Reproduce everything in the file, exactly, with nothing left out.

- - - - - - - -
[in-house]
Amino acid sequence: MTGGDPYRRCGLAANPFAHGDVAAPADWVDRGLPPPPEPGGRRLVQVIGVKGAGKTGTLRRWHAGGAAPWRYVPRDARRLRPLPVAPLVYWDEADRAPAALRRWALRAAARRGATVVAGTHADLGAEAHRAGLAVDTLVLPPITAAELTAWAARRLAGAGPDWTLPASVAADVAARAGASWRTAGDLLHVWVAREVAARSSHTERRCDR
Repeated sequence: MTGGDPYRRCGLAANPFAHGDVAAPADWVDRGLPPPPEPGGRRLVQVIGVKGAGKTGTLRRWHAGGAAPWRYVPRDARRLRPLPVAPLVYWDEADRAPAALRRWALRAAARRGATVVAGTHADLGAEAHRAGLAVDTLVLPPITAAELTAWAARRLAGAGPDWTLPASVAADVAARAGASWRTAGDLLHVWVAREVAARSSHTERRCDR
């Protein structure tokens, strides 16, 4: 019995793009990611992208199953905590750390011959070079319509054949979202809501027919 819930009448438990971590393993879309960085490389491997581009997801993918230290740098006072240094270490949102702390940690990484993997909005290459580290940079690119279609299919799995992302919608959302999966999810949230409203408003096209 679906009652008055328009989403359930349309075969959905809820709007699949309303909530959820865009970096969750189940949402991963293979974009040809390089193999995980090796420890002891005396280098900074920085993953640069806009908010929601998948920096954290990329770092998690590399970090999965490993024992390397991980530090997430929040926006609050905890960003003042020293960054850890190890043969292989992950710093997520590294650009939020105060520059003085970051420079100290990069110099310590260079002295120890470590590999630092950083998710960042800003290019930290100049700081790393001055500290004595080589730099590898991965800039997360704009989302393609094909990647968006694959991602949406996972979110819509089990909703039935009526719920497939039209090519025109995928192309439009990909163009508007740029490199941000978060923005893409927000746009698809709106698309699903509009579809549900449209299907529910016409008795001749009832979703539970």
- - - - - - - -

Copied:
[in-house]
Amino acid sequence: MTGGDPYRRCGLAANPFAHGDVAAPADWVDRGLPPPPEPGGRRLVQVIGVKGAGKTGTLRRWHAGGAAPWRYVPRDARRLRPLPVAPLVYWDEADRAPAALRRWALRAAARRGATVVAGTHADLGAEAHRAGLAVDTLVLPPITAAELTAWAARRLAGAGPDWTLPASVAADVAARAGASWRTAGDLLHVWVAREVAARSSHTERRCDR
Repeated sequence: MTGGDPYRRCGLAANPFAHGDVAAPADWVDRGLPPPPEPGGRRLVQVIGVKGAGKTGTLRRWHAGGAAPWRYVPRDARRLRPLPVAPLVYWDEADRAPAALRRWALRAAARRGATVVAGTHADLGAEAHRAGLAVDTLVLPPITAAELTAWAARRLAGAGPDWTLPASVAADVAARAGASWRTAGDLLHVWVAREVAARSSHTERRCDR
């Protein structure tokens, strides 16, 4: 019995793009990611992208199953905590750390011959070079319509054949979202809501027919 819930009448438990971590393993879309960085490389491997581009997801993918230290740098006072240094270490949102702390940690990484993997909005290459580290940079690119279609299919799995992302919608959302999966999810949230409203408003096209 679906009652008055328009989403359930349309075969959905809820709007699949309303909530959820865009970096969750189940949402991963293979974009040809390089193999995980090796420890002891005396280098900074920085993953640069806009908010929601998948920096954290990329770092998690590399970090999965490993024992390397991980530090997430929040926006609050905890960003003042020293960054850890190890043969292989992950710093997520590294650009939020105060520059003085970051420079100290990069110099310590260079002295120890470590590999630092950083998710960042800003290019930290100049700081790393001055500290004595080589730099590898991965800039997360704009989302393609094909990647968006694959991602949406996972979110819509089990909703039935009526719920497939039209090519025109995928192309439009990909163009508007740029490199941000978060923005893409927000746009698809709106698309699903509009579809549900449209299907529910016409008795001749009832979703539970």